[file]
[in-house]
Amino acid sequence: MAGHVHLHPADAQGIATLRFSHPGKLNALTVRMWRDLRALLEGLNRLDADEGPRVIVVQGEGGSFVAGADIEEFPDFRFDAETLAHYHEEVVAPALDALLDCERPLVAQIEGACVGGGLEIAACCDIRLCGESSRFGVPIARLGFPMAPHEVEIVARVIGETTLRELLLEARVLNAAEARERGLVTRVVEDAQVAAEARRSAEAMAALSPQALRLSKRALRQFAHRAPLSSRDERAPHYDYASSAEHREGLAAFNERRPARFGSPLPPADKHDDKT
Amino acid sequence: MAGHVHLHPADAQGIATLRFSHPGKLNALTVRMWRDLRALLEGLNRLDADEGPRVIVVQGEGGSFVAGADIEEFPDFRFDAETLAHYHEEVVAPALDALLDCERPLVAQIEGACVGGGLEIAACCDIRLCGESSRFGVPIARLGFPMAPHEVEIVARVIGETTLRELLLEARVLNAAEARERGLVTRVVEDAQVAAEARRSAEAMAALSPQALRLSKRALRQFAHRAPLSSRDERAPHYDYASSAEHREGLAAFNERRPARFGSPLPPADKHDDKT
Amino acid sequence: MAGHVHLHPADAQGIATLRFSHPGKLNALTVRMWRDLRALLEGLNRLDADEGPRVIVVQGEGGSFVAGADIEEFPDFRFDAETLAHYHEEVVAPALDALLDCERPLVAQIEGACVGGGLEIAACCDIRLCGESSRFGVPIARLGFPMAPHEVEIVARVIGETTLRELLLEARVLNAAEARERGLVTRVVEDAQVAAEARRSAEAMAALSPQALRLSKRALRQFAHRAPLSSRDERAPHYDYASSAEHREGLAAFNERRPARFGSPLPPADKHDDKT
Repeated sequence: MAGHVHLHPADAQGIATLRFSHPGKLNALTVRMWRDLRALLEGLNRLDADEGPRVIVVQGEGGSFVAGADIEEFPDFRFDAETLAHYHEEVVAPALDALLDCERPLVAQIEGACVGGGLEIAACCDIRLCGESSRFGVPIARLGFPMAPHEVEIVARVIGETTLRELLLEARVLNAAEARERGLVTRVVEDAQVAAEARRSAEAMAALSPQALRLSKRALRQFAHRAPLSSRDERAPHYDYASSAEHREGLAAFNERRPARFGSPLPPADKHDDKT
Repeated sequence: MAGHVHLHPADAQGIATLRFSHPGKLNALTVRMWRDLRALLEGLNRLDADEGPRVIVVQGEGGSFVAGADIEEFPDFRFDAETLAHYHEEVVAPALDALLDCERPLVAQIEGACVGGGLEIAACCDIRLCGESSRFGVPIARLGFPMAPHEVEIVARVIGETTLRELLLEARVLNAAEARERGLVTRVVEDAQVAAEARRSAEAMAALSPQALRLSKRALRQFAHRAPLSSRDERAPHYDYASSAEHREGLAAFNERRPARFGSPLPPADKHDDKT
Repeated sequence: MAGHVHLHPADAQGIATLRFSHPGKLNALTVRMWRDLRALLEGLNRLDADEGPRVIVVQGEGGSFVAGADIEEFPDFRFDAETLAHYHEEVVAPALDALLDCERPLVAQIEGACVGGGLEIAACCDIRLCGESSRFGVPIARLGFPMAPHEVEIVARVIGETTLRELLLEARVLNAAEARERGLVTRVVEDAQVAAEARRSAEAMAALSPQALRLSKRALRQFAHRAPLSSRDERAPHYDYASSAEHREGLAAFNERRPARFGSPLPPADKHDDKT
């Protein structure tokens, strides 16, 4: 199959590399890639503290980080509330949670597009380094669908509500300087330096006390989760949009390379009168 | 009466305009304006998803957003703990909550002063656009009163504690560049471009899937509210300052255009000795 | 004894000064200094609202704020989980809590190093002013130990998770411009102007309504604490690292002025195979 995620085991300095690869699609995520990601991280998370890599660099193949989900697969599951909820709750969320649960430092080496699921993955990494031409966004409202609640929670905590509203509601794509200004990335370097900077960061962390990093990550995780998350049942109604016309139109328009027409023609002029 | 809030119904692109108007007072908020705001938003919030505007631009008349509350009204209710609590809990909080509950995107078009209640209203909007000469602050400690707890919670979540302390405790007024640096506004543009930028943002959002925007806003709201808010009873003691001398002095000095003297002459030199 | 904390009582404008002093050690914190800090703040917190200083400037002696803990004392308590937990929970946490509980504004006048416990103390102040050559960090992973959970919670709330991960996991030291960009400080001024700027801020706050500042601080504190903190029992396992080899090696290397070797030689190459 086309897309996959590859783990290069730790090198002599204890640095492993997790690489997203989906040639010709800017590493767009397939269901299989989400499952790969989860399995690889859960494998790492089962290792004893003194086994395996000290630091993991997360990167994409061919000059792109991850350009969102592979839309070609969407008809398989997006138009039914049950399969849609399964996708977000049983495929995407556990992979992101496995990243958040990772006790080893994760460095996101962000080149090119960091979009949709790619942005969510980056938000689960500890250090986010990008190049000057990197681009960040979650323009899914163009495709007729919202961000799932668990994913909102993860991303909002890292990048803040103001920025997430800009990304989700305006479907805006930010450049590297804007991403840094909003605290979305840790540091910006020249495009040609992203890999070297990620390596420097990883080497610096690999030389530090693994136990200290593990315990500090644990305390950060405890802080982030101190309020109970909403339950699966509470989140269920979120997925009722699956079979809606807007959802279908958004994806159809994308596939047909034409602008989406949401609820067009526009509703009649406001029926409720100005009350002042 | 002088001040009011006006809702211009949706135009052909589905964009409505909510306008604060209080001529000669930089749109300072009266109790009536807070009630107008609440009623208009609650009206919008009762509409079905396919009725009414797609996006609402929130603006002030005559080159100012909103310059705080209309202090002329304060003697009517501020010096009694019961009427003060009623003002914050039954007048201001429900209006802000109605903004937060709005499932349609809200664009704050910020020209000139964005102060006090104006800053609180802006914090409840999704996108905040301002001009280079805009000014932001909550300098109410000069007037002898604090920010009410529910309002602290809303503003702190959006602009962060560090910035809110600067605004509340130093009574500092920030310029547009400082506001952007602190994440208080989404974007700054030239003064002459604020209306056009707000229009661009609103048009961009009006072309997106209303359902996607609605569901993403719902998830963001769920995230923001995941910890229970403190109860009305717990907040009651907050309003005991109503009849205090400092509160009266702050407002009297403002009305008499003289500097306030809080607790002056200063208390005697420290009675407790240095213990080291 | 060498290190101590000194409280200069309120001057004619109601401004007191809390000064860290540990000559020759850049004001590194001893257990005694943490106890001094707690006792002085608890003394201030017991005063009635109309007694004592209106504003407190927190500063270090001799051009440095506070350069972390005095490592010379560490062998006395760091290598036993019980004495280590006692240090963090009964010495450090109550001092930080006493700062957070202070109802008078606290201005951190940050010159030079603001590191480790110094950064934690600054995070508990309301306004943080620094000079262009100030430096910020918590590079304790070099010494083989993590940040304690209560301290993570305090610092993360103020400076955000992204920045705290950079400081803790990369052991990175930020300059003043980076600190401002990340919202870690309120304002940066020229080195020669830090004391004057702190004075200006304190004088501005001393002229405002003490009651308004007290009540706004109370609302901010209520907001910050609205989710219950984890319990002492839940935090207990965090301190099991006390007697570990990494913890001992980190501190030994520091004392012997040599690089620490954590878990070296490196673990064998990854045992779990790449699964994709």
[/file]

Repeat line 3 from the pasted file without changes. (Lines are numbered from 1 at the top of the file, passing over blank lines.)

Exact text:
Amino acid sequence: MAGHVHLHPADAQGIATLRFSHPGKLNALTVRMWRDLRALLEGLNRLDADEGPRVIVVQGEGGSFVAGADIEEFPDFRFDAETLAHYHEEVVAPALDALLDCERPLVAQIEGACVGGGLEIAACCDIRLCGESSRFGVPIARLGFPMAPHEVEIVARVIGETTLRELLLEARVLNAAEARERGLVTRVVEDAQVAAEARRSAEAMAALSPQALRLSKRALRQFAHRAPLSSRDERAPHYDYASSAEHREGLAAFNERRPARFGSPLPPADKHDDKT